Bolt Threads is using a form of synthetic biology, also called synbio, which applies engineering, design, and computer science principles to biology, usually at the cellular level. Often there is a high level of automation – and sometimes artificial intelligence – to replace the manual labor of yesterday’s laboratories. In one sense, synbio is about turning microorganisms like bacteria or yeast into biological machines, which is why we usually cover this topic under nanotechnology. In fact, we profiled Bolt Threads previously in our list of startups developing nano clothing technologies.
Like food companies producing certain kinds of alternative dairy and fake meat products using fermentation technology, Bold Threads inserts certain genes into yeast that feed on corn-based sugar to produce large quantities of silk proteins. But not to worry: The company’s
overpriced Microsilk fibers are not genetically modified themselves. After fermentation is complete, the silk protein is purified from the yeast, and the remaining yeast cells are destroyed by the same methods used to pasteurize milk.
The company says its Microsilk offers not only better performance in terms of durability but it’s also eco-friendly. Depending on which pro-environment website you check, it can take hundreds, if not thousands, of gallons of water to produce one cotton T-shirt.
A Mushrooming Business
Bolt Threads appears to be positioning itself as some sort of eco-chic apparel maker. A few years ago, it debuted its first piece of spider web clothing – a synthetic silk tie that retailed in the neighborhood of $300. More recently, the company has unleashed its war chest of money to develop a non-animal leather product line that’s made from mycelium called Mylo, which can be produced in days versus years. The startup is able to control the mycelium’s growth conditions to produce a substrate that can be cured and tanned into a soft, supple material that looks and feels like leather.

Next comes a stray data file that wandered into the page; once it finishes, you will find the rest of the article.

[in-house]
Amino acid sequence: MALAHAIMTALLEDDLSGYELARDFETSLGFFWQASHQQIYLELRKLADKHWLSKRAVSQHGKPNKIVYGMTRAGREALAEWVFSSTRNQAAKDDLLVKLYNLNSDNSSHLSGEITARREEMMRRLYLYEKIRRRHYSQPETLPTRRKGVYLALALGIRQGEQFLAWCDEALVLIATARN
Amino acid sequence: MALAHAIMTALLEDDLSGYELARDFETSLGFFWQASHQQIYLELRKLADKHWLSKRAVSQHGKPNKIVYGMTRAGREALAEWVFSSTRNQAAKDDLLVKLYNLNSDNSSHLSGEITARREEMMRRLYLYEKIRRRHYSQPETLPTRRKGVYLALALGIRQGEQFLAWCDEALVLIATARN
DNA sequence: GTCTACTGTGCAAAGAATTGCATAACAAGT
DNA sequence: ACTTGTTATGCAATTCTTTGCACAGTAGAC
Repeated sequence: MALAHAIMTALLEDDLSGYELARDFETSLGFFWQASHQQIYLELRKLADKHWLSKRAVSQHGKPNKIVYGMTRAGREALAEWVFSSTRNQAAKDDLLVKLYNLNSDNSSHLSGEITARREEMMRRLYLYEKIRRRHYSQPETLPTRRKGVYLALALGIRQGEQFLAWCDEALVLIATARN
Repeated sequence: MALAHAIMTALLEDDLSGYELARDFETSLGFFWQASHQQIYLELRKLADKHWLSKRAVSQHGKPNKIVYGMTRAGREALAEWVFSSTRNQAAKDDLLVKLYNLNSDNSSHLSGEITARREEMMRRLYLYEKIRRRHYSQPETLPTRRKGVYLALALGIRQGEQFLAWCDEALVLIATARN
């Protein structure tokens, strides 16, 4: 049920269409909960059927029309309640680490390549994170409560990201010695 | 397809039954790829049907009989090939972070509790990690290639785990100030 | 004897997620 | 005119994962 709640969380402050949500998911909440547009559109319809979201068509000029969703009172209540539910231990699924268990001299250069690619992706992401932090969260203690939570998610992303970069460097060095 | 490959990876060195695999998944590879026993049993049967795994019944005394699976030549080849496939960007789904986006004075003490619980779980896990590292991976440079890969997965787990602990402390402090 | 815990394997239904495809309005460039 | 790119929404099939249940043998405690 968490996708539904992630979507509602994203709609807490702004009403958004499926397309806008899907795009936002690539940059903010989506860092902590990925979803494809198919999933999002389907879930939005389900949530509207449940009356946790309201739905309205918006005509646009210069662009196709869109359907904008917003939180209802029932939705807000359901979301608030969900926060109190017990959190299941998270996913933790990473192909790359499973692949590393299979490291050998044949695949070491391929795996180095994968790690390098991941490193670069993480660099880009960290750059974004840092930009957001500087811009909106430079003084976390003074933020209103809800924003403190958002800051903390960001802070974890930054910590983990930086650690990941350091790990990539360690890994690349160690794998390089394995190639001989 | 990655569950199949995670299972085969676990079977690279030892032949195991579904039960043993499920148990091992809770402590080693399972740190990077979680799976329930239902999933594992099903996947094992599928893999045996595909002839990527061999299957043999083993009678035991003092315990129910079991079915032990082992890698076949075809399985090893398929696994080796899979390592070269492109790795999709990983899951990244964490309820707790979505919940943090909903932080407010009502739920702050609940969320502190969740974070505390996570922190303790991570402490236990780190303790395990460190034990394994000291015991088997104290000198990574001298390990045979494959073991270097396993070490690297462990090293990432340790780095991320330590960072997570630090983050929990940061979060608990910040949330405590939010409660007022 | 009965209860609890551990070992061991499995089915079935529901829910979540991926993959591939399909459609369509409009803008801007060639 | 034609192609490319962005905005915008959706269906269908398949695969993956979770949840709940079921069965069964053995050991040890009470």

Despite its millions in funding, Bolt Threads took to Kickstarter to help fund the project, offering a handbag to those who donated $400 or more.
Super cool and all that, but those price points need to come way down if this will ever achieve more than just over-priced designer handbags for ESG types. We get it: The company is trying to showcase what you can do with these alternative materials in order to save the planet, in the same way other startups are going after the alternative protein market with microbes, fungi, and seaweed.